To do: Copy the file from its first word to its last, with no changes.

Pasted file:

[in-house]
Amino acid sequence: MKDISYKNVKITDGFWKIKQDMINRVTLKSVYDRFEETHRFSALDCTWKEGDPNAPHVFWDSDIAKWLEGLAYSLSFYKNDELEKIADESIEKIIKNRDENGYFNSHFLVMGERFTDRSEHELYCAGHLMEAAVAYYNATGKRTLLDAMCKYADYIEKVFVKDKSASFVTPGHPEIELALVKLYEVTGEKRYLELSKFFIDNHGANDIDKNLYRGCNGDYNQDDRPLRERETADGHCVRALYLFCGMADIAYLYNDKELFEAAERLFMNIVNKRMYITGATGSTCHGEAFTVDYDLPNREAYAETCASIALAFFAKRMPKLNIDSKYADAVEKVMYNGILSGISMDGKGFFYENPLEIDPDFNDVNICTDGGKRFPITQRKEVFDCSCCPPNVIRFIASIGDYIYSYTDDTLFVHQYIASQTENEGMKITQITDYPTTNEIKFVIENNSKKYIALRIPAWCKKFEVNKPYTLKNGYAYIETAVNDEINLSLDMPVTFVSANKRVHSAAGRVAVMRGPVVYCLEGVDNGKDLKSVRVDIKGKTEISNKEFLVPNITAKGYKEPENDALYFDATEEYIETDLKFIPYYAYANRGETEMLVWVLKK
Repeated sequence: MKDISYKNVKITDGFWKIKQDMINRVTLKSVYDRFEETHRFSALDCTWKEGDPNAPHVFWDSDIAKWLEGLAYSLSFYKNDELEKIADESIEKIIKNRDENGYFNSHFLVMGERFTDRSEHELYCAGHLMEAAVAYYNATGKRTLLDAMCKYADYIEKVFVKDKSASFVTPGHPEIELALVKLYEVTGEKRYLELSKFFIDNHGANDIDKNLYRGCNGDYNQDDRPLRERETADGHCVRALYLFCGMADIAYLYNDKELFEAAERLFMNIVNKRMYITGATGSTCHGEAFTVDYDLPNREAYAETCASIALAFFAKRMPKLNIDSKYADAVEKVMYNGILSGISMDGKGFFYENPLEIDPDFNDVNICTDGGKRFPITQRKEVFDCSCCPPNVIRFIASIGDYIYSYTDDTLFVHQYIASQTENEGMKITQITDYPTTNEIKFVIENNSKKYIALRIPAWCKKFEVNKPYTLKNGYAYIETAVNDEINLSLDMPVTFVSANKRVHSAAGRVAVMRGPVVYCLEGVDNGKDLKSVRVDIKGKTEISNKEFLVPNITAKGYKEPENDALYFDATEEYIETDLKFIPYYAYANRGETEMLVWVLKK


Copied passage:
[in-house]
Amino acid sequence: MKDISYKNVKITDGFWKIKQDMINRVTLKSVYDRFEETHRFSALDCTWKEGDPNAPHVFWDSDIAKWLEGLAYSLSFYKNDELEKIADESIEKIIKNRDENGYFNSHFLVMGERFTDRSEHELYCAGHLMEAAVAYYNATGKRTLLDAMCKYADYIEKVFVKDKSASFVTPGHPEIELALVKLYEVTGEKRYLELSKFFIDNHGANDIDKNLYRGCNGDYNQDDRPLRERETADGHCVRALYLFCGMADIAYLYNDKELFEAAERLFMNIVNKRMYITGATGSTCHGEAFTVDYDLPNREAYAETCASIALAFFAKRMPKLNIDSKYADAVEKVMYNGILSGISMDGKGFFYENPLEIDPDFNDVNICTDGGKRFPITQRKEVFDCSCCPPNVIRFIASIGDYIYSYTDDTLFVHQYIASQTENEGMKITQITDYPTTNEIKFVIENNSKKYIALRIPAWCKKFEVNKPYTLKNGYAYIETAVNDEINLSLDMPVTFVSANKRVHSAAGRVAVMRGPVVYCLEGVDNGKDLKSVRVDIKGKTEISNKEFLVPNITAKGYKEPENDALYFDATEEYIETDLKFIPYYAYANRGETEMLVWVLKK
Repeated sequence: MKDISYKNVKITDGFWKIKQDMINRVTLKSVYDRFEETHRFSALDCTWKEGDPNAPHVFWDSDIAKWLEGLAYSLSFYKNDELEKIADESIEKIIKNRDENGYFNSHFLVMGERFTDRSEHELYCAGHLMEAAVAYYNATGKRTLLDAMCKYADYIEKVFVKDKSASFVTPGHPEIELALVKLYEVTGEKRYLELSKFFIDNHGANDIDKNLYRGCNGDYNQDDRPLRERETADGHCVRALYLFCGMADIAYLYNDKELFEAAERLFMNIVNKRMYITGATGSTCHGEAFTVDYDLPNREAYAETCASIALAFFAKRMPKLNIDSKYADAVEKVMYNGILSGISMDGKGFFYENPLEIDPDFNDVNICTDGGKRFPITQRKEVFDCSCCPPNVIRFIASIGDYIYSYTDDTLFVHQYIASQTENEGMKITQITDYPTTNEIKFVIENNSKKYIALRIPAWCKKFEVNKPYTLKNGYAYIETAVNDEINLSLDMPVTFVSANKRVHSAAGRVAVMRGPVVYCLEGVDNGKDLKSVRVDIKGKTEISNKEFLVPNITAKGYKEPENDALYFDATEEYIETDLKFIPYYAYANRGETEMLVWVLKK